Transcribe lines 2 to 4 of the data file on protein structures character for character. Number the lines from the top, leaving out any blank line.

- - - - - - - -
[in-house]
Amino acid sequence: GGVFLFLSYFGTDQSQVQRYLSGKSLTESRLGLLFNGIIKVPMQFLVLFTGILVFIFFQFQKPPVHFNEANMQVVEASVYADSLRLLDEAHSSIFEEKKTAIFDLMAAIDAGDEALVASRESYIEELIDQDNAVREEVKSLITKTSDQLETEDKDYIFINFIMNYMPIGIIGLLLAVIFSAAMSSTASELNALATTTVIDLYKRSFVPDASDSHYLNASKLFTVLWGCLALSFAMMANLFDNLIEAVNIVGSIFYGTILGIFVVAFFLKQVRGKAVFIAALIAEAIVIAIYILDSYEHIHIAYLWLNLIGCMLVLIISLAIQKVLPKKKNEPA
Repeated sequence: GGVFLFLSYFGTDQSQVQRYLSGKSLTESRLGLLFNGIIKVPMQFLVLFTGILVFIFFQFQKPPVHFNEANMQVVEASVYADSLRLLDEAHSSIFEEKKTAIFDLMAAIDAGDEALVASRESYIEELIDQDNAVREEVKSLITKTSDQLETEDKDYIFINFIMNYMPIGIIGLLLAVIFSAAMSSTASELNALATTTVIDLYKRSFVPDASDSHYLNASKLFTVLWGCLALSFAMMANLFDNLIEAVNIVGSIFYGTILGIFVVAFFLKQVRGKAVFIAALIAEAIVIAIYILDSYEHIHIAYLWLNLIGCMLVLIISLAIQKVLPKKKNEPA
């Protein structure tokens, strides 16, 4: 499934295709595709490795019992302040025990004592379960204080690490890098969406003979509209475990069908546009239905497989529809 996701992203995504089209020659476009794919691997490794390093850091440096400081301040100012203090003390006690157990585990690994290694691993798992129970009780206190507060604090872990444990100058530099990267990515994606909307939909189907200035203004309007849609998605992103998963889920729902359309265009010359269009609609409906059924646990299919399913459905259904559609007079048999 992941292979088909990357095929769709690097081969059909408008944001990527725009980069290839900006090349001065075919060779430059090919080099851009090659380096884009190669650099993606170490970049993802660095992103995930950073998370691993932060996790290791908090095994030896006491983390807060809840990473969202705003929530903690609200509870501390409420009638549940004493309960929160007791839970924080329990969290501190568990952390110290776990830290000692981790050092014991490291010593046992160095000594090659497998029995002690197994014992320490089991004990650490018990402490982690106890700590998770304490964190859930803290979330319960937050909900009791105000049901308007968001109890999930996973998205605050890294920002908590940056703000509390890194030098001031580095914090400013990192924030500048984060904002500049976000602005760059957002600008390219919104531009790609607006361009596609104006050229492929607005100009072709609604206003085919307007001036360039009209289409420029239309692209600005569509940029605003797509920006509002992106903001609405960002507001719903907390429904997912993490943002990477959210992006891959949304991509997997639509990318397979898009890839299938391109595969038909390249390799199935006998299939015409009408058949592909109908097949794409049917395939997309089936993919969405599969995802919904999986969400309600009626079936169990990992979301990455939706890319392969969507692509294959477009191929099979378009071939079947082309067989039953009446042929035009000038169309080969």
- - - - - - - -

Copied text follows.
Amino acid sequence: GGVFLFLSYFGTDQSQVQRYLSGKSLTESRLGLLFNGIIKVPMQFLVLFTGILVFIFFQFQKPPVHFNEANMQVVEASVYADSLRLLDEAHSSIFEEKKTAIFDLMAAIDAGDEALVASRESYIEELIDQDNAVREEVKSLITKTSDQLETEDKDYIFINFIMNYMPIGIIGLLLAVIFSAAMSSTASELNALATTTVIDLYKRSFVPDASDSHYLNASKLFTVLWGCLALSFAMMANLFDNLIEAVNIVGSIFYGTILGIFVVAFFLKQVRGKAVFIAALIAEAIVIAIYILDSYEHIHIAYLWLNLIGCMLVLIISLAIQKVLPKKKNEPA
Repeated sequence: GGVFLFLSYFGTDQSQVQRYLSGKSLTESRLGLLFNGIIKVPMQFLVLFTGILVFIFFQFQKPPVHFNEANMQVVEASVYADSLRLLDEAHSSIFEEKKTAIFDLMAAIDAGDEALVASRESYIEELIDQDNAVREEVKSLITKTSDQLETEDKDYIFINFIMNYMPIGIIGLLLAVIFSAAMSSTASELNALATTTVIDLYKRSFVPDASDSHYLNASKLFTVLWGCLALSFAMMANLFDNLIEAVNIVGSIFYGTILGIFVVAFFLKQVRGKAVFIAALIAEAIVIAIYILDSYEHIHIAYLWLNLIGCMLVLIISLAIQKVLPKKKNEPA
């Protein structure tokens, strides 16, 4: 499934295709595709490795019992302040025990004592379960204080690490890098969406003979509209475990069908546009239905497989529809 996701992203995504089209020659476009794919691997490794390093850091440096400081301040100012203090003390006690157990585990690994290694691993798992129970009780206190507060604090872990444990100058530099990267990515994606909307939909189907200035203004309007849609998605992103998963889920729902359309265009010359269009609609409906059924646990299919399913459905259904559609007079048999 992941292979088909990357095929769709690097081969059909408008944001990527725009980069290839900006090349001065075919060779430059090919080099851009090659380096884009190669650099993606170490970049993802660095992103995930950073998370691993932060996790290791908090095994030896006491983390807060809840990473969202705003929530903690609200509870501390409420009638549940004493309960929160007791839970924080329990969290501190568990952390110290776990830290000692981790050092014991490291010593046992160095000594090659497998029995002690197994014992320490089991004990650490018990402490982690106890700590998770304490964190859930803290979330319960937050909900009791105000049901308007968001109890999930996973998205605050890294920002908590940056703000509390890194030098001031580095914090400013990192924030500048984060904002500049976000602005760059957002600008390219919104531009790609607006361009596609104006050229492929607005100009072709609604206003085919307007001036360039009209289409420029239309692209600005569509940029605003797509920006509002992106903001609405960002507001719903907390429904997912993490943002990477959210992006891959949304991509997997639509990318397979898009890839299938391109595969038909390249390799199935006998299939015409009408058949592909109908097949794409049917395939997309089936993919969405599969995802919904999986969400309600009626079936169990990992979301990455939706890319392969969507692509294959477009191929099979378009071939079947082309067989039953009446042929035009000038169309080969």